The obvious question is: Why do we not feel this intense love for G-d? The answer is that King Solomon speaks of the reflection in water rather than in a mirror. The difference is that a mirror can reflect an image even at a distance, whereas water will reflect an image only at close range. If one will come close to G-d through the observance of His mitzvos, religious duties, one will feel the reciprocated love for Him.

Another answer is given in the Talmud (Yoma 86a), that the term v'ahavta, usually translated as "you should love", can mean ''you shall make G-d's Name beloved by others.'' When a Jew relates to people in a pleasant manner and transacts honestly, this causes people to admire G-d and His Torah. V'ahavta is thus a commandment of behavior rather than emotion.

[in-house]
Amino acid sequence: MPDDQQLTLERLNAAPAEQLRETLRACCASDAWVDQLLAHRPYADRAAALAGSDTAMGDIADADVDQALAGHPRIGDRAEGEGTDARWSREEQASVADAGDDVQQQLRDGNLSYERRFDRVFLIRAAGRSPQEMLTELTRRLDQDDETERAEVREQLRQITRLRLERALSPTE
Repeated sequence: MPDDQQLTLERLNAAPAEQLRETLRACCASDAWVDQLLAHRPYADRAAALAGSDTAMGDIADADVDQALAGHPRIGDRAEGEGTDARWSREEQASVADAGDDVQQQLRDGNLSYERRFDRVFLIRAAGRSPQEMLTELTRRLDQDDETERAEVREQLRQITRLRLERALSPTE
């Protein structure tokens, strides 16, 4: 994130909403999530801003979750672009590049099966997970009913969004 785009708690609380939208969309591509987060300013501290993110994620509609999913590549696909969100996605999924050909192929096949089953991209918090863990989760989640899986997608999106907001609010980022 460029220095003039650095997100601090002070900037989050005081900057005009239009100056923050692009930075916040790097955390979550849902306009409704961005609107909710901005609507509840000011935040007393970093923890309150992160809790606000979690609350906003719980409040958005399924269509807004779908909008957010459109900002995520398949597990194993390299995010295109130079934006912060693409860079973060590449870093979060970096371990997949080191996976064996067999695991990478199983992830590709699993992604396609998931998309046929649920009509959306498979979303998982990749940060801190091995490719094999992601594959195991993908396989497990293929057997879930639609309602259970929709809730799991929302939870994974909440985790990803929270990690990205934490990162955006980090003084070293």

One of the most interesting explanations is that of Maimonides (Yesodei HaTorah 2:2). He raises the question:''What is the way to achieve love of G-d?'' and answers, ''If a person will meditate on His great and marvelous works and see from them His wisdom which is beyond measure and infinite, one will promptly love, praise and exalt G-d and have an intense desire to know Him.'' At first blush, this does not appear to answer the question. Awareness of G-d's infinite wisdom may result in adoration, but how does it produce love?

The commentary on Maimonides says that he is redefining the word ahavah (love). The ahavah with which we are most familiar is between two people, such as parent and child, husband and wife. This ahavah is generally contingent on the benefits one derives from the relationship. There is a second type of ahavah, which is a desire to be in the close presence of someone, in an intimate relationship, as a result of the adoration of someone.